A reminder to the manlift riders to get off the belt before they hit their heads on the ceiling. This is the top level of the headhouse, where dust collectors would extract most of the grain bits from the air to reduce risk of explosion.
This big rusty sphere hides behind the incomplete 5-stack.
Miscellaneous math and strange instructions remain all across the shipment section walls. Sadly, this section likely fell into disrepair before the others.
Counter-weighted ore cars alternately filled and emptied to feed Furnace 7. Honestly, though, the corner-mounted cranes are sexier in my opinion. Note the trees growing from the stacks.
The middle section of the smokestacks were coal hoppers, and this device would load the coal into the hoppers from the conveyor belt it rode across. The bottom section of the stacks were storage rooms while the very top were, surprise, chimneys for the power plant.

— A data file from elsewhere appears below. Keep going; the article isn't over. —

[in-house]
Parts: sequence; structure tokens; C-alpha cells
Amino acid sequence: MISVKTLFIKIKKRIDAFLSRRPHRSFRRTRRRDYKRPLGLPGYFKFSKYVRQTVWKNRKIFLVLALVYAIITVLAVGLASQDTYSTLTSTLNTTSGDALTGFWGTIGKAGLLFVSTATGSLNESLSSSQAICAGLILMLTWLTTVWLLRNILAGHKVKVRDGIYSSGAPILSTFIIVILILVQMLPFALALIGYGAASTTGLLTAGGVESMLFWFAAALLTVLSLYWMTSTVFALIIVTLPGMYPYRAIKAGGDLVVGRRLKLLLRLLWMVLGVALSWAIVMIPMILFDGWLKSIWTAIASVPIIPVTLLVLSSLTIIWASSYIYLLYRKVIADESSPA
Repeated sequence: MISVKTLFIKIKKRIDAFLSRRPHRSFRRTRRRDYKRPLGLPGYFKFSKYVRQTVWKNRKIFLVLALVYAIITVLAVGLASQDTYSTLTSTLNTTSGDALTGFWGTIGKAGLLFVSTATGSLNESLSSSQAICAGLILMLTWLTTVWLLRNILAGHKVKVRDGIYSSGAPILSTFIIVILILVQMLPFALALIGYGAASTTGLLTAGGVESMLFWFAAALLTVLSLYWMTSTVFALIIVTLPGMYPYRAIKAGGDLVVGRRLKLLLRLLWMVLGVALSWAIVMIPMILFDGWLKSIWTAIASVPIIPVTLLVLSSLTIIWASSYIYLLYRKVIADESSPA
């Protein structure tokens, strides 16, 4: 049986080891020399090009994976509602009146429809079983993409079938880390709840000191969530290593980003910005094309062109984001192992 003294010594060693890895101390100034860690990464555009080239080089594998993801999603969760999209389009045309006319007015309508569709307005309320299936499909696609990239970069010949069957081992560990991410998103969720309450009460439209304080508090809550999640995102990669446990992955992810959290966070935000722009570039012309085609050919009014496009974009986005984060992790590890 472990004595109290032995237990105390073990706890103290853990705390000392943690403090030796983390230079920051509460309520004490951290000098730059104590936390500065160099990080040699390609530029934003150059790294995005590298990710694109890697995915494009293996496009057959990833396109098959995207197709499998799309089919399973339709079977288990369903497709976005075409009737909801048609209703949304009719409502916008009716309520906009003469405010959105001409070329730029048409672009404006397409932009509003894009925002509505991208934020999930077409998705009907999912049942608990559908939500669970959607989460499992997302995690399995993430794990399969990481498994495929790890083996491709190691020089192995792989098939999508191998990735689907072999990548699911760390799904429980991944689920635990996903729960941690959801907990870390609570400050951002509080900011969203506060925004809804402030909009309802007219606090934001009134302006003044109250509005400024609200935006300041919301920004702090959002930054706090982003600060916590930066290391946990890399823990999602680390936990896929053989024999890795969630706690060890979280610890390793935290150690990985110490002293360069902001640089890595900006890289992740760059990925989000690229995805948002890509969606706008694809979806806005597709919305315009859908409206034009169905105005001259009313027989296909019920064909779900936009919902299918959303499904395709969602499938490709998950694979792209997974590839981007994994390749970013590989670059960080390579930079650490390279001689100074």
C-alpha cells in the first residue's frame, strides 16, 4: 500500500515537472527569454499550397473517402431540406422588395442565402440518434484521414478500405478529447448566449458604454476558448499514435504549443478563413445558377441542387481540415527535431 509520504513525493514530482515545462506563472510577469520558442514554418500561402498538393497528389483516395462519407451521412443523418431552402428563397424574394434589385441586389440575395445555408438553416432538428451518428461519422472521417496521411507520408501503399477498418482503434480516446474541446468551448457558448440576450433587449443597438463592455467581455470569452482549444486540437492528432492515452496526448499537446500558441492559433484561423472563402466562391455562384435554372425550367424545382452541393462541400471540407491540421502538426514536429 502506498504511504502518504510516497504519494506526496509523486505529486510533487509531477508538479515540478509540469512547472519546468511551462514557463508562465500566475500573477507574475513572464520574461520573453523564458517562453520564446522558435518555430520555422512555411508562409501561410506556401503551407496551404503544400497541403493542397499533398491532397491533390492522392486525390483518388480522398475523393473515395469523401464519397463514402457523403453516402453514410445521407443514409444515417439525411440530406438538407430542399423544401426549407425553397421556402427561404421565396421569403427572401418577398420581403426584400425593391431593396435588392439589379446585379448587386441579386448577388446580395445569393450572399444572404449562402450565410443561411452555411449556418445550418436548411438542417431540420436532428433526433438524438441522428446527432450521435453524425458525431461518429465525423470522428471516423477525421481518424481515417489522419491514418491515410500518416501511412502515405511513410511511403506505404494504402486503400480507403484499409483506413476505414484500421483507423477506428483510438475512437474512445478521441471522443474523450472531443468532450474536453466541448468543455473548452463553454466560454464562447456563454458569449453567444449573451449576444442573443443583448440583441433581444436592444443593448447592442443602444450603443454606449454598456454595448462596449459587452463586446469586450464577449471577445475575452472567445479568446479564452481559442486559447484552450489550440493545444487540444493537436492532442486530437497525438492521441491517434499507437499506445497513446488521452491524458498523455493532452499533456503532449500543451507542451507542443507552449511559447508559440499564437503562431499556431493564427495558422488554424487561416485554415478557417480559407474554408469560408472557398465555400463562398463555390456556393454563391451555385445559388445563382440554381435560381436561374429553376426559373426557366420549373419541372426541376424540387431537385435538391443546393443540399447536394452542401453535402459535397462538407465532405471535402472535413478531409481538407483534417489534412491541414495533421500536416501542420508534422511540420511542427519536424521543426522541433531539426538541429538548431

A me-sized hole in the half-demolished skyway looks about a story down to the ground. Step lightly. Arista 100.
Two bin signs criss-cross in the North Annex.
I wish I had the equipment then that I have now… I look back at these 10-year-old pictures and can’t ignore all the grain.
The ’59’ is just a reference to that work station. Unfortunately the scrappers beat me to this machine–there was not much left besides the 2-ton shell and this control panel.